The National Prescribing Service (NPS)is a valued independent resource for good and unbiased prescribing information and education.
Given the marketing pressures applied by global drug companies, Australia is blessed to have such a resource.
Pharmacists are moving closer to a prescribing role within the health system and it is appropriate that i2P promote the message of the NPS.
* Complementary therapies – jury is out on cold prevention
* Type 2 diabetes: an important health care topic for new-look NPS pharmacy activity
* Minimising birth defect risk for pregnant women with epilepsy
Complementary therapies – jury is out on cold prevention
If you want to avoid a cold over winter, your best chance to do so is to practice good hygiene techniques rather than take preventive medicines, according to the National Prescribing Service Limited (NPS) Common colds need common sense, not antibiotics campaign.
Executive Manager of Quality Use of Medicines (QUM) Programs for NPS, Karen Kaye, said many people take vitamins, mineral supplements and other herbal remedies at this time of year to avoid a cold.
“The evidence currently at hand seems to indicate that vitamin C supplements, zinc and echinacea do not assist in cold prevention,” she said. “In the case of echinacea particularly, the quality of these medicines can differ greatly and most have not been tested in good quality clinical trials.”
For treating colds she says an expert review of clinical studies of Vitamin C supplements, taken after symptoms show, did not give reliable effects in decreasing the duration or severity of symptoms. Zinc has not been shown to reduce the length or severity of a cold. Interestingly, a review of clinical studies published this year concluded that Echinacea purpurea, a specific variety of the plant, may be effective in the early treatment of colds in adults, but the results are unreliable. “A consistent problem is the quality of the clinical trials used to test these medicines,” she said.
Ms Kaye suggests basic hygiene practices such as washing hands frequently with soap; keeping your hands away from your eyes, nose and mouth; and, not sharing crockery and cutlery are the best ways to avoid catching one of the two to four colds that the average adult gets every year.
Cold symptoms usually begin one to two days after contact with the virus and you are most infectious in the early days of a cold. Symptoms usually improve in seven to 10 days.
And if you already have a cold? Rest, stop smoking and treat the symptoms. “Firstly, rest – give your immune system time to fight the cold,” Ms Kaye urged. She says drinking something soothing, gargling warm salty water or sucking on ice or a throat lozenge may provide relief from a sore throat. Saline (salt water) sprays or drops or inhaling steam from the shower will help clear mucus.
“Antibiotics won’t help your cold get better faster and won’t stop a cold from spreading to others because they simply don’t work on the viruses which cause common colds,” Ms Kaye said.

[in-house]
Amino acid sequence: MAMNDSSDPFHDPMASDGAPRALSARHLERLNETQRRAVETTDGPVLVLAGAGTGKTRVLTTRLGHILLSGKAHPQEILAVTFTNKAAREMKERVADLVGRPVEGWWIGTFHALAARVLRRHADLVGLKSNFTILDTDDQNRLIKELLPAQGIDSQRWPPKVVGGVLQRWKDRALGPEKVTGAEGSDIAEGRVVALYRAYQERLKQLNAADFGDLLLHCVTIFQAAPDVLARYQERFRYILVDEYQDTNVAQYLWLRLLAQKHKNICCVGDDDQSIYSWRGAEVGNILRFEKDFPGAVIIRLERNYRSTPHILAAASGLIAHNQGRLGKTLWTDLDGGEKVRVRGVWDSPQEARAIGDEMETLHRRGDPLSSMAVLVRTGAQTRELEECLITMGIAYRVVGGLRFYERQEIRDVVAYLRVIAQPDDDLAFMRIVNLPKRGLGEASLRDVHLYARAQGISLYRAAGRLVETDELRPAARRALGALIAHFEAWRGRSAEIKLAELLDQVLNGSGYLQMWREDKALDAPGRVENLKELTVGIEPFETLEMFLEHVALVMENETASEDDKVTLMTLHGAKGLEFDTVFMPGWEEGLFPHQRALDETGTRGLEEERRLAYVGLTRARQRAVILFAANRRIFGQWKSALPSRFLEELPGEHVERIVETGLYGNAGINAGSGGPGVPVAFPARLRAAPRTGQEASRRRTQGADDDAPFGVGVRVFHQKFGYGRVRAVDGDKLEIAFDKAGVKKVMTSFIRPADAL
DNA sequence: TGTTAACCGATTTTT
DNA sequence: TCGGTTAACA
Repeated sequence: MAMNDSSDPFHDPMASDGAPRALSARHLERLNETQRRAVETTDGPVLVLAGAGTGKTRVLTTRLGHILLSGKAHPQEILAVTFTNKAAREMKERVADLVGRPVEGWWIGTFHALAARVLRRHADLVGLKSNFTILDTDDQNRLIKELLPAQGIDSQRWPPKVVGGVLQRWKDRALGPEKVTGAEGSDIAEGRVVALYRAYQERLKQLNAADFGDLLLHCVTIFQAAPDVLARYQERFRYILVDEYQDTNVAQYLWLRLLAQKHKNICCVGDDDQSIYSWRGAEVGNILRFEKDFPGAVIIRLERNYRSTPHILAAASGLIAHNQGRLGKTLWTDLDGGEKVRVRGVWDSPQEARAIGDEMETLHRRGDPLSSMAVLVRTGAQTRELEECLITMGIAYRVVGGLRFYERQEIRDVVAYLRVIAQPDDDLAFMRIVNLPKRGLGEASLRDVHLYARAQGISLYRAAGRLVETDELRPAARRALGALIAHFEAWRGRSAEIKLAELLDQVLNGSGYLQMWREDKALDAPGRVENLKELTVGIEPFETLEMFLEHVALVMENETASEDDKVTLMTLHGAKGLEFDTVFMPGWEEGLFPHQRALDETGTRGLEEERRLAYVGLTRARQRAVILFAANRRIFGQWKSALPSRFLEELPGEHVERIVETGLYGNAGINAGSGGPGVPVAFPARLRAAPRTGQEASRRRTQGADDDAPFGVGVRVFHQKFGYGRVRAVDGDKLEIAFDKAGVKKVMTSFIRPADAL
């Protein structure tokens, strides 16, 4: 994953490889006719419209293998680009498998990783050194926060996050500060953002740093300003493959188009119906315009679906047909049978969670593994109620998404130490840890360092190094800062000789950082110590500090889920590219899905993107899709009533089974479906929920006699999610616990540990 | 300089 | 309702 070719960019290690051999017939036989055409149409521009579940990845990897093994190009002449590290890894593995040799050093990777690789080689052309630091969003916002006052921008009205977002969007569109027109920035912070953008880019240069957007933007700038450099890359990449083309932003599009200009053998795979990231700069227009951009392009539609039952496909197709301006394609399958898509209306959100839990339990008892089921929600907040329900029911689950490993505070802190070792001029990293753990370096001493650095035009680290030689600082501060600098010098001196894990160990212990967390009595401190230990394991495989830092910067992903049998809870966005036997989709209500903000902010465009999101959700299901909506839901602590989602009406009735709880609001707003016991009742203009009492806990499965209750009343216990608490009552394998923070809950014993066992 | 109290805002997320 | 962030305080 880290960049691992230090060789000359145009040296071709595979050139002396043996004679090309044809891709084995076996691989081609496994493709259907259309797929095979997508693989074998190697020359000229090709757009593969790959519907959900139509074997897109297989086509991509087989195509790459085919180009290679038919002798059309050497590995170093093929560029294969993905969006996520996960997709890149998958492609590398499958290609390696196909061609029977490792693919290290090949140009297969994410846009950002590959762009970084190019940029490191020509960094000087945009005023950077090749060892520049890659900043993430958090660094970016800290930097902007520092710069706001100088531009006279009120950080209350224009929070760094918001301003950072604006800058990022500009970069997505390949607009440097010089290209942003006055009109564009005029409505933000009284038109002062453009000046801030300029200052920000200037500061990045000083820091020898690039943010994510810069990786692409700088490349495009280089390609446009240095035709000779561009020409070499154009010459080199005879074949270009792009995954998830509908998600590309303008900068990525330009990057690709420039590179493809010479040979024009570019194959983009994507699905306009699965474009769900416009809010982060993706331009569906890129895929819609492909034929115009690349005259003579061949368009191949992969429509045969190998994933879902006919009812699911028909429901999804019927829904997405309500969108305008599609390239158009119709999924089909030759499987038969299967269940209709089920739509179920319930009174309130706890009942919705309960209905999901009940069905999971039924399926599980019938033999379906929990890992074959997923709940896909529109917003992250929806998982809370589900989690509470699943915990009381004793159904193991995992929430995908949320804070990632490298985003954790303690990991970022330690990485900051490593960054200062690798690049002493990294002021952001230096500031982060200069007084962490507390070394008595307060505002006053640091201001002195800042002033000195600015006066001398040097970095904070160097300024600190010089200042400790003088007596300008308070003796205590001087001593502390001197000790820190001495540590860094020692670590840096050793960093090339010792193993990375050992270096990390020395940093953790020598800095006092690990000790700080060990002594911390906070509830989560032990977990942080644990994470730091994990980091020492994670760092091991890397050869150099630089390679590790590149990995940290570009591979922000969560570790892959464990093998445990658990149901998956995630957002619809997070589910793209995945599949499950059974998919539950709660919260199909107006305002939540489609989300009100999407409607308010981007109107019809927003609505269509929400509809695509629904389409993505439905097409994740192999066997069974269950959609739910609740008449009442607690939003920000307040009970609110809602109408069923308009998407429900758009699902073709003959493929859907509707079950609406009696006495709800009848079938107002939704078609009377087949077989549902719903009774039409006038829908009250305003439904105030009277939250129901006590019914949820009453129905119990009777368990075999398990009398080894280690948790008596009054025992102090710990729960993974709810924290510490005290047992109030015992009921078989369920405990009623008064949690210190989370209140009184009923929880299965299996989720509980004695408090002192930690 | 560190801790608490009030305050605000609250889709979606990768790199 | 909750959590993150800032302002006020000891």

Remember that medicines include over-the-counter preparations, vitamins, mineral and herbal supplements as well as what is prescribed for you by your doctor. If you are contemplating taking a medicine, weigh up the clinical evidence before you make a purchase. Visit www.nps.org.au/commoncolds or ask your pharmacist or doctor for advice and always read the label. If your symptoms come on suddenly, are severe or last longer than usual, visit your doctor.
The NPS Common colds need common sense, not antibiotics campaign is the only Australia-wide strategy aimed at reducing the development and spread of antibiotic-resistant bacteria. For more information on treatment or the symptoms that should be seen by a doctor visit www.nps.org.au/commoncolds. For independent information about prescription, over-the-counter and complementary medicines call Medicines Line on 1300 888 763 to talk to a pharmacist between 9am and 6pm Monday to Friday, Eastern Standard Time (EST) for the cost of a local call (mobiles may cost more).
Type 2 diabetes: an important health care topic for new-look NPS pharmacy activity
More than 1,800 pharmacists and intern pharmacists have taken up the opportunity to extend the quality of care for patients with type 2 diabetes by enrolling in the National Prescribing Service Limited’s (NPS) new-look Pharmacy Practice Review counselling and action resource.
“The strong enrolments to date demonstrate that the review kit has been well received. Pharmacists say they are using the materials to better communicate with their patients, which is yielding positive results,” NPS Deputy CEO, Ms Karen Kaye said.
Of the enrollees to date, 658 are pharmacists and 1,171 are intern pharmacists and most - more than 1,100 - of enrolments were made via the NPS website. Enrolment remains open and those who complete the activity by 24 October 2008 will receive feedback in February 2009.